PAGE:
Chapter

Re-Membering Blackness After Reconstruction: Race, Rape, and Political Desire in the Work of Thomas Dixon, Jr.

Sandra Gunning

in Rape, Race, and Lynching

Published in print February 1997 | ISBN: 9780195099904
Published online October 2011 | e-ISBN: 9780199855100 | DOI: http://dx.doi.org/10.1093/acprof:oso/9780195099904.003.0002

Series: Race and American Culture

Re-Membering Blackness After Reconstruction: Race, Rape, and Political Desire in the Work of Thomas Dixon, Jr.

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The first part of this chapter discusses authors and their works which involve black and white races and rape. Late-nineteenth-century American writers did not create the stereotype of the rapist, but their work became a forum for the playing out of what was virtually a national obsession with the black male body. The later part of the chapter focuses on the works of Thomas Dixon Jr., whose work ultimately talked about white supremacy and made figurations of black men as lustful Negro beasts. The discussion focuses on how, in The Leopard's Spots: A Romance of the White Man's Burden—1865–1900 (1902) and The Clansman (1905), when his heroes find their masculinity threatened by the very space of white domesticity they have vowed to protect, Dixon enlists proscribed uses of violence to resolve white male confusion and conflict over the changing definitions of gender roles. It also talks about how the ideal of white masculinity in Dixon's narratives is in danger of capitulating to a white erotic obsession with monstrous blackness as seen in his novel, The Sins of the Father. In this novel, Dixon felt compelled to confront the problem of white male/black female miscegenation centrally. Dixon's popular race novels achieved their success because they explore a fantasy of white male rescue enacted through the subordination of black men and white women.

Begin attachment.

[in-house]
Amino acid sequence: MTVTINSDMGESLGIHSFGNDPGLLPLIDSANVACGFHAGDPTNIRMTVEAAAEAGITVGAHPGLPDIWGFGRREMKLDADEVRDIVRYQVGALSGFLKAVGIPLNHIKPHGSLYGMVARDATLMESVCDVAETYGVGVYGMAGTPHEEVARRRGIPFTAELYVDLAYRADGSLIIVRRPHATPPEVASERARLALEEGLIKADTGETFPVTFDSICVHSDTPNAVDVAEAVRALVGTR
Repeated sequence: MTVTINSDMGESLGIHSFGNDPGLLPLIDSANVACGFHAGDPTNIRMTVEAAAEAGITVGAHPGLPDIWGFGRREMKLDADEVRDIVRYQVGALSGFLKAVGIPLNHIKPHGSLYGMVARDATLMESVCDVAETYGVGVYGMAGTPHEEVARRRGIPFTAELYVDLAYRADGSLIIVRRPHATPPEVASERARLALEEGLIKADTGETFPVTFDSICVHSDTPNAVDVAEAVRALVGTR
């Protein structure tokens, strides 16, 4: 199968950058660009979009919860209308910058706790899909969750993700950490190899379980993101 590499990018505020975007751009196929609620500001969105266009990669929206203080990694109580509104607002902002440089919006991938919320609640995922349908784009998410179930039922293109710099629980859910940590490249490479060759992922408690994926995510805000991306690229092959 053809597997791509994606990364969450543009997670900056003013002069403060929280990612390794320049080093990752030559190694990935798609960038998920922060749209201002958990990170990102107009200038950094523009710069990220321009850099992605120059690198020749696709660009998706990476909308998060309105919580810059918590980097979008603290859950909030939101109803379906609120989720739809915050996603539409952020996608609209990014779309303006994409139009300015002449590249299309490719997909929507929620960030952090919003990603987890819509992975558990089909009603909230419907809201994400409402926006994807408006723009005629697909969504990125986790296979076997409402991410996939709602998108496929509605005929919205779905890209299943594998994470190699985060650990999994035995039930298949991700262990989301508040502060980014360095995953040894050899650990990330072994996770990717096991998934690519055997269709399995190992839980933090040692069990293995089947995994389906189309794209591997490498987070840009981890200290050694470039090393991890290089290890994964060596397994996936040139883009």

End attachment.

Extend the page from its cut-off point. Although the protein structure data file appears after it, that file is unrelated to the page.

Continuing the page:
Keywords: Thomas Dixon Jr; Negro beast; Leopard's Spots; The Clansman; Sins; subordination

Chapter.  14036 words. 

Subjects: Literature

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